Women with their children traveling through Guatemala receive food rations, water and facemasks from el Refugio del la Niñez. PHOTO: COURTESY EL REFUGIO DE LA NIÑEZ

Women with their children traveling through Guatemala receive food rations, water and facemasks from el Refugio del la Niñez. PHOTO: COURTESY EL REFUGIO DE LA NIÑEZ

UMCOR helps to feed women, children and adolescents 

By Christie R. House 

February 12, 2021 | ATLANTA 

In response to the emergency needs of migrants making their way into Guatemala as they head toward the United States, the United Methodist Committee on Relief partnered with El Refugio de la Niñez, a Guatemalan human rights organization, to provide short-term food rations along the journey. El Refugio contributes to the protection of vulnerable groups, particularly women, children and adolescents in transit. 

In Guatemala, El Refugio reports that a “State of Prevention” has been issued because of the 2021 migrant caravans and the approximately 5,000 Hondurans currently in transit. Many are described as “climate migrants,” people who have not recovered after hurricanes Eta and Iota swept through Honduras in November 2020. Yorleni Jimenez Rojas, a missionary with the United Methodist Mission in Honduras, has spoken directly with people on the streets of San Pedro Sula. 

“With this situation, people are driven to migrate to seek better options,” she noted. “A man told us ‘I have nothing more to lose, I already lost everything here.’ In these contexts, it is common to find women alone in charge of their children. They have been abandoned by their partners, and they face raising their children alone, with few resources and no job opportunities. For this reason, the recent caravans have had a ‘woman’s face.’ Desperation drives them to start this dangerous journey.”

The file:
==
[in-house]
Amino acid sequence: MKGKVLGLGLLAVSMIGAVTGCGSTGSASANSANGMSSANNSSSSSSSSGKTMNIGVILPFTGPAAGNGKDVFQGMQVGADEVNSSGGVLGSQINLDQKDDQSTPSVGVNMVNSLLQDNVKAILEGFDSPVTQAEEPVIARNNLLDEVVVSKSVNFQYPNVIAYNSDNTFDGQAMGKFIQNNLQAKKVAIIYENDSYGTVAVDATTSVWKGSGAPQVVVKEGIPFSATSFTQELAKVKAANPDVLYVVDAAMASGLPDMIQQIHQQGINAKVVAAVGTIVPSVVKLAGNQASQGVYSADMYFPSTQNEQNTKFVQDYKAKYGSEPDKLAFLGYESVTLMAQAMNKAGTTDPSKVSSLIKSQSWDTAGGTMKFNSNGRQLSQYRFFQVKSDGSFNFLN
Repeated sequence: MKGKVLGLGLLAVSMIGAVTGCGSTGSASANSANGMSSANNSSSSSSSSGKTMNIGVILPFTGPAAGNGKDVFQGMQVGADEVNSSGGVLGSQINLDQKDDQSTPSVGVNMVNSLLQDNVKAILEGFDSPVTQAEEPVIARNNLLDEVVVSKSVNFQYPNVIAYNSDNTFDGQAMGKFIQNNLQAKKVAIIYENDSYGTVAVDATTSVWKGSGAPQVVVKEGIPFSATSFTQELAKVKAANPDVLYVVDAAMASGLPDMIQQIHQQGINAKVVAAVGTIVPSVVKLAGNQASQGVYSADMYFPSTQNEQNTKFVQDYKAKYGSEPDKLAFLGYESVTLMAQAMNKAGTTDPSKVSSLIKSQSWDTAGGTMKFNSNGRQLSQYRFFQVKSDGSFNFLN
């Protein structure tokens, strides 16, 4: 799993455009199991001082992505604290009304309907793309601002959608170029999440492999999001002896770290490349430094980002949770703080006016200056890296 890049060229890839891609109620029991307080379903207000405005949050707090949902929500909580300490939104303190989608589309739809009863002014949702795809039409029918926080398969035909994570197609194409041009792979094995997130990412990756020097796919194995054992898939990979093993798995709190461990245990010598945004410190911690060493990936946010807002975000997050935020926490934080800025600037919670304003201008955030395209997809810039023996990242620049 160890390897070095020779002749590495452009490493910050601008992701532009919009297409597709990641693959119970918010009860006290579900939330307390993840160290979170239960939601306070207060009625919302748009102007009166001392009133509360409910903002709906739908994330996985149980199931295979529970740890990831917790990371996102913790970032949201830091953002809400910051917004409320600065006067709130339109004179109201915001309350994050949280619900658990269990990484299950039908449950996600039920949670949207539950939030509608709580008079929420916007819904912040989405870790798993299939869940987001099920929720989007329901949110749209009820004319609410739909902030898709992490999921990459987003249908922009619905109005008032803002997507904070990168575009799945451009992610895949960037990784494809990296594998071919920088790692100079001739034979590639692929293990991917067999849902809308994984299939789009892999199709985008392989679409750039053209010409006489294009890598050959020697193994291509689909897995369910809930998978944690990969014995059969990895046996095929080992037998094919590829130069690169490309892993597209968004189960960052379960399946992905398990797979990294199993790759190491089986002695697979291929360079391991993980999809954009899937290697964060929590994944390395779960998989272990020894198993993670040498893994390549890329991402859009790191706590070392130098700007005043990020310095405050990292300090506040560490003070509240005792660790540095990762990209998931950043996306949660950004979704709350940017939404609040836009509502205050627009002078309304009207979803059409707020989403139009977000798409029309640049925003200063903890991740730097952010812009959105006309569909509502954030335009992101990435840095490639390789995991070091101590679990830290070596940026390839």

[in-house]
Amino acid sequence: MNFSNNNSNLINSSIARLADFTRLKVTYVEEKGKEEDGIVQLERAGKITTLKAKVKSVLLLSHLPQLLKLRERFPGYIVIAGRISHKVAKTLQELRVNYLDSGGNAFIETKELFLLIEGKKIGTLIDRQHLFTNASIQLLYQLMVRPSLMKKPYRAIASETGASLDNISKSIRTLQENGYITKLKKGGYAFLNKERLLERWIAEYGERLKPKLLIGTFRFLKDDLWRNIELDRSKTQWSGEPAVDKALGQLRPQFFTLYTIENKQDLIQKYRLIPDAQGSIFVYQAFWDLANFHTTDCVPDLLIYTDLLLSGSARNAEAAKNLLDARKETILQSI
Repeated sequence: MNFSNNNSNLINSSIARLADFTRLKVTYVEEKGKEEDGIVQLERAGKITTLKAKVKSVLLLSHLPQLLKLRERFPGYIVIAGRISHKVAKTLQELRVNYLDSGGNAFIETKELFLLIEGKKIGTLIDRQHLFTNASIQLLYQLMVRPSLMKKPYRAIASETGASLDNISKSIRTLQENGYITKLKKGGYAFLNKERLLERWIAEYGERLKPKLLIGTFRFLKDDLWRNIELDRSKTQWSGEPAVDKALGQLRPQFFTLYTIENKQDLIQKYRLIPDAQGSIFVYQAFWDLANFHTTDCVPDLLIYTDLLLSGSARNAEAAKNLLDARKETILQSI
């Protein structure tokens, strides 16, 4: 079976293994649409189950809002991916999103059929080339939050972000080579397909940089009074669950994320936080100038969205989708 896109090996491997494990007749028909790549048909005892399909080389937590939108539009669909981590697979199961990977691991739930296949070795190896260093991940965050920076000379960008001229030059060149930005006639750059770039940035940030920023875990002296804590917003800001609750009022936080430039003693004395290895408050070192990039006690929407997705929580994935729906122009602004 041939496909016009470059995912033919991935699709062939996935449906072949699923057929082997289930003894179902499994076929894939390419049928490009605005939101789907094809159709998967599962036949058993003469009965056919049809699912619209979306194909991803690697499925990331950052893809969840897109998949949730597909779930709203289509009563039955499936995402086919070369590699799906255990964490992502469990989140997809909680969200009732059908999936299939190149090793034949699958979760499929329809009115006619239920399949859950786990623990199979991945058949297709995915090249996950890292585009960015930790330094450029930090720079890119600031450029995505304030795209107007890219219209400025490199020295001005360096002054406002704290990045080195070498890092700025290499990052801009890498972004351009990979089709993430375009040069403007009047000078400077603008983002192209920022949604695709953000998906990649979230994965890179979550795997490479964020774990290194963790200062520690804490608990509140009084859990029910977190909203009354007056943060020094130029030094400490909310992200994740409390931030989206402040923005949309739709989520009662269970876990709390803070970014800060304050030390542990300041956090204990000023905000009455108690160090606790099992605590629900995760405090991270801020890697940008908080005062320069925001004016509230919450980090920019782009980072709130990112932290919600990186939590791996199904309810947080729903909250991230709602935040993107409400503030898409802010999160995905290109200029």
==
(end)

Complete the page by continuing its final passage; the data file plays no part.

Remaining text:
The Guatemalan government has organized different camps along the route to ensure adherence to migratory regulations, which includes a COVID-19 test. El Refugio del la Niñez has been present in each camp to provide information on the rights of migrants and to identify cases with special protection needs. It has coordinated support among its partners and resources for protecting unaccompanied children and adolescents in conjunction with the Guatemalan Secretariat of Social Welfare and the Attorney General’s Office. 

As a result of interactions with migrants in the camps, El Refugio de la Niñez identified the need for food, mainly for mothers, children and adolescents. The UMCOR grant provided 853 food ration packets. 

The UMCOR-el Refugio del la Niñez food ration packages provided for mostly women traveling with children, adolescents and unaccompanied minors traveling in caravans through Guatemala.

The current situations in the United States and Mexico, complicated by rising cases of COVID-19, make it highly unlikely that many will reach the United States. 

Roland Fernandes, General Secretary for UMCOR and Global Ministries, the United Methodist mission agency, says that the humanitarian needs of the most vulnerable are of great concern. 

“It is our responsibility to meet the needs of migrants in whatever ways UMCOR can,” he said. “They have already lost so much because of hurricanes Eta and Iota, which wiped out their homes and their crops and therefore their livelihoods. Women, children and youth, especially, need basic resources and a caring presence, wherever they are on their journey and wherever they eventually end up.” 

Christie R. House is a consultant writer and editor with Global Ministries and UMCOR.